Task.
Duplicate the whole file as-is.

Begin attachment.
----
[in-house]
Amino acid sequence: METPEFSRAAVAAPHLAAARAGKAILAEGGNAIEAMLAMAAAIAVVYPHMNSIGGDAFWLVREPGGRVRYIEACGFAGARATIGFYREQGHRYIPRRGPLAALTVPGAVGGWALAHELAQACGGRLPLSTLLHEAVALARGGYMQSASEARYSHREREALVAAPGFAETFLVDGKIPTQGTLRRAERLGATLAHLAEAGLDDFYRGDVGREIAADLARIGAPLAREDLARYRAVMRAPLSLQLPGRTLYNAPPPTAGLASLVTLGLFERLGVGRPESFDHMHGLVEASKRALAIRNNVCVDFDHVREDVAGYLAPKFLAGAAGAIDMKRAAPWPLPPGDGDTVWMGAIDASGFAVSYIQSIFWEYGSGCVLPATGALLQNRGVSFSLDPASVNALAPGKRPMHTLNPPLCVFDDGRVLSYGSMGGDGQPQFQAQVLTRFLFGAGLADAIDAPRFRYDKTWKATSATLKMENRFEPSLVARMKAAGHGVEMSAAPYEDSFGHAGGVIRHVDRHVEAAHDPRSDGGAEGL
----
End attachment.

[in-house]
Amino acid sequence: METPEFSRAAVAAPHLAAARAGKAILAEGGNAIEAMLAMAAAIAVVYPHMNSIGGDAFWLVREPGGRVRYIEACGFAGARATIGFYREQGHRYIPRRGPLAALTVPGAVGGWALAHELAQACGGRLPLSTLLHEAVALARGGYMQSASEARYSHREREALVAAPGFAETFLVDGKIPTQGTLRRAERLGATLAHLAEAGLDDFYRGDVGREIAADLARIGAPLAREDLARYRAVMRAPLSLQLPGRTLYNAPPPTAGLASLVTLGLFERLGVGRPESFDHMHGLVEASKRALAIRNNVCVDFDHVREDVAGYLAPKFLAGAAGAIDMKRAAPWPLPPGDGDTVWMGAIDASGFAVSYIQSIFWEYGSGCVLPATGALLQNRGVSFSLDPASVNALAPGKRPMHTLNPPLCVFDDGRVLSYGSMGGDGQPQFQAQVLTRFLFGAGLADAIDAPRFRYDKTWKATSATLKMENRFEPSLVARMKAAGHGVEMSAAPYEDSFGHAGGVIRHVDRHVEAAHDPRSDGGAEGL